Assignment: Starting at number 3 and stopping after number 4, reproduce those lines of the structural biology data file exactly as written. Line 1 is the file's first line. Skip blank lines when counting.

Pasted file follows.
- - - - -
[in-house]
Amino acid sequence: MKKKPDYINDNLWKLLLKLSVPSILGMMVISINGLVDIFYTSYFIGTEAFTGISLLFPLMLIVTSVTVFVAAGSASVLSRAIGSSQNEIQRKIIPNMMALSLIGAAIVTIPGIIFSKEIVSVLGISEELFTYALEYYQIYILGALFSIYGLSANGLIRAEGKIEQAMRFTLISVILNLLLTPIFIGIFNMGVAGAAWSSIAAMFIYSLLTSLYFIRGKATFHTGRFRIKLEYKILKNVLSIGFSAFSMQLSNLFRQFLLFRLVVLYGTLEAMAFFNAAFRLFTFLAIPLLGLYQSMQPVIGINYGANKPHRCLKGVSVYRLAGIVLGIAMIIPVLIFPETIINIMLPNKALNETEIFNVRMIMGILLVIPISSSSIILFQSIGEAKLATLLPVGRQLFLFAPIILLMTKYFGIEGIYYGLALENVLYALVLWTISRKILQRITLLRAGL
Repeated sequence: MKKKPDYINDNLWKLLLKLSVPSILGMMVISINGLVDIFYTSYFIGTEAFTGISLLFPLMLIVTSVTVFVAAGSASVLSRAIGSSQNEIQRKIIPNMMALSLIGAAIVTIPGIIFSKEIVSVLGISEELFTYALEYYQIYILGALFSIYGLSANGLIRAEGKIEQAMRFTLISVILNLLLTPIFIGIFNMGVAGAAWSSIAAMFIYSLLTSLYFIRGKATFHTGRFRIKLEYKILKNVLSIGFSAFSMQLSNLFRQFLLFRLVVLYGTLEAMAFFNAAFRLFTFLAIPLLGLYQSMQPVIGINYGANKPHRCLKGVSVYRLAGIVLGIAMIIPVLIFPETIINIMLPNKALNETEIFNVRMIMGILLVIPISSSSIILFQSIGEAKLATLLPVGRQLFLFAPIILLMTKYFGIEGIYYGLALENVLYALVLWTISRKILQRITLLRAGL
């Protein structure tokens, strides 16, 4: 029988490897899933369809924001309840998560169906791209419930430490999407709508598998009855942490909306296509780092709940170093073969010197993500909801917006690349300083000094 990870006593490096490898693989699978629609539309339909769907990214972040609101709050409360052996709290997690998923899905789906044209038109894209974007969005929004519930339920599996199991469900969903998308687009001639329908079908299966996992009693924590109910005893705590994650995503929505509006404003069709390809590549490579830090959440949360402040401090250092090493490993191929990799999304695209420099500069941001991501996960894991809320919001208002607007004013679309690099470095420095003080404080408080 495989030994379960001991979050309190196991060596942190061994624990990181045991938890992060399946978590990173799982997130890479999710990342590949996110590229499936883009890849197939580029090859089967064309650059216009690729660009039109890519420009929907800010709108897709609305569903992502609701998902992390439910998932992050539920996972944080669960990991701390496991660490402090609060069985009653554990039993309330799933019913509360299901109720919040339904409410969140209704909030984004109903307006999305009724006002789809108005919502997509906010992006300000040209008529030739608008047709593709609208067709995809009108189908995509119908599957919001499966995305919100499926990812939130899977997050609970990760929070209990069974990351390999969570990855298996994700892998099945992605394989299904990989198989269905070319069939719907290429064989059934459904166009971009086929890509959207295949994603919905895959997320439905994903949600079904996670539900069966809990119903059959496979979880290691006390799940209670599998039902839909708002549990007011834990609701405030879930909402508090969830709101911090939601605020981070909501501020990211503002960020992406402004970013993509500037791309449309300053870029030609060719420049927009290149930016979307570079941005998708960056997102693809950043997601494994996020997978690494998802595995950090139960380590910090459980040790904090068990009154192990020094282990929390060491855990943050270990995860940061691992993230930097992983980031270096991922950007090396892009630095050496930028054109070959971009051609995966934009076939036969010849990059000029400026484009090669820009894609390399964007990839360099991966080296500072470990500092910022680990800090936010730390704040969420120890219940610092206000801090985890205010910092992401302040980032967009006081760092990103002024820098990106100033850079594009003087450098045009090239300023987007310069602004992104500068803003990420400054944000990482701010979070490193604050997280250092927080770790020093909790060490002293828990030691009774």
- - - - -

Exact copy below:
Repeated sequence: MKKKPDYINDNLWKLLLKLSVPSILGMMVISINGLVDIFYTSYFIGTEAFTGISLLFPLMLIVTSVTVFVAAGSASVLSRAIGSSQNEIQRKIIPNMMALSLIGAAIVTIPGIIFSKEIVSVLGISEELFTYALEYYQIYILGALFSIYGLSANGLIRAEGKIEQAMRFTLISVILNLLLTPIFIGIFNMGVAGAAWSSIAAMFIYSLLTSLYFIRGKATFHTGRFRIKLEYKILKNVLSIGFSAFSMQLSNLFRQFLLFRLVVLYGTLEAMAFFNAAFRLFTFLAIPLLGLYQSMQPVIGINYGANKPHRCLKGVSVYRLAGIVLGIAMIIPVLIFPETIINIMLPNKALNETEIFNVRMIMGILLVIPISSSSIILFQSIGEAKLATLLPVGRQLFLFAPIILLMTKYFGIEGIYYGLALENVLYALVLWTISRKILQRITLLRAGL
């Protein structure tokens, strides 16, 4: 029988490897899933369809924001309840998560169906791209419930430490999407709508598998009855942490909306296509780092709940170093073969010197993500909801917006690349300083000094 990870006593490096490898693989699978629609539309339909769907990214972040609101709050409360052996709290997690998923899905789906044209038109894209974007969005929004519930339920599996199991469900969903998308687009001639329908079908299966996992009693924590109910005893705590994650995503929505509006404003069709390809590549490579830090959440949360402040401090250092090493490993191929990799999304695209420099500069941001991501996960894991809320919001208002607007004013679309690099470095420095003080404080408080 495989030994379960001991979050309190196991060596942190061994624990990181045991938890992060399946978590990173799982997130890479999710990342590949996110590229499936883009890849197939580029090859089967064309650059216009690729660009039109890519420009929907800010709108897709609305569903992502609701998902992390439910998932992050539920996972944080669960990991701390496991660490402090609060069985009653554990039993309330799933019913509360299901109720919040339904409410969140209704909030984004109903307006999305009724006002789809108005919502997509906010992006300000040209008529030739608008047709593709609208067709995809009108189908995509119908599957919001499966995305919100499926990812939130899977997050609970990760929070209990069974990351390999969570990855298996994700892998099945992605394989299904990989198989269905070319069939719907290429064989059934459904166009971009086929890509959207295949994603919905895959997320439905994903949600079904996670539900069966809990119903059959496979979880290691006390799940209670599998039902839909708002549990007011834990609701405030879930909402508090969830709101911090939601605020981070909501501020990211503002960020992406402004970013993509500037791309449309300053870029030609060719420049927009290149930016979307570079941005998708960056997102693809950043997601494994996020997978690494998802595995950090139960380590910090459980040790904090068990009154192990020094282990929390060491855990943050270990995860940061691992993230930097992983980031270096991922950007090396892009630095050496930028054109070959971009051609995966934009076939036969010849990059000029400026484009090669820009894609390399964007990839360099991966080296500072470990500092910022680990800090936010730390704040969420120890219940610092206000801090985890205010910092992401302040980032967009006081760092990103002024820098990106100033850079594009003087450098045009090239300023987007310069602004992104500068803003990420400054944000990482701010979070490193604050997280250092927080770790020093909790060490002293828990030691009774």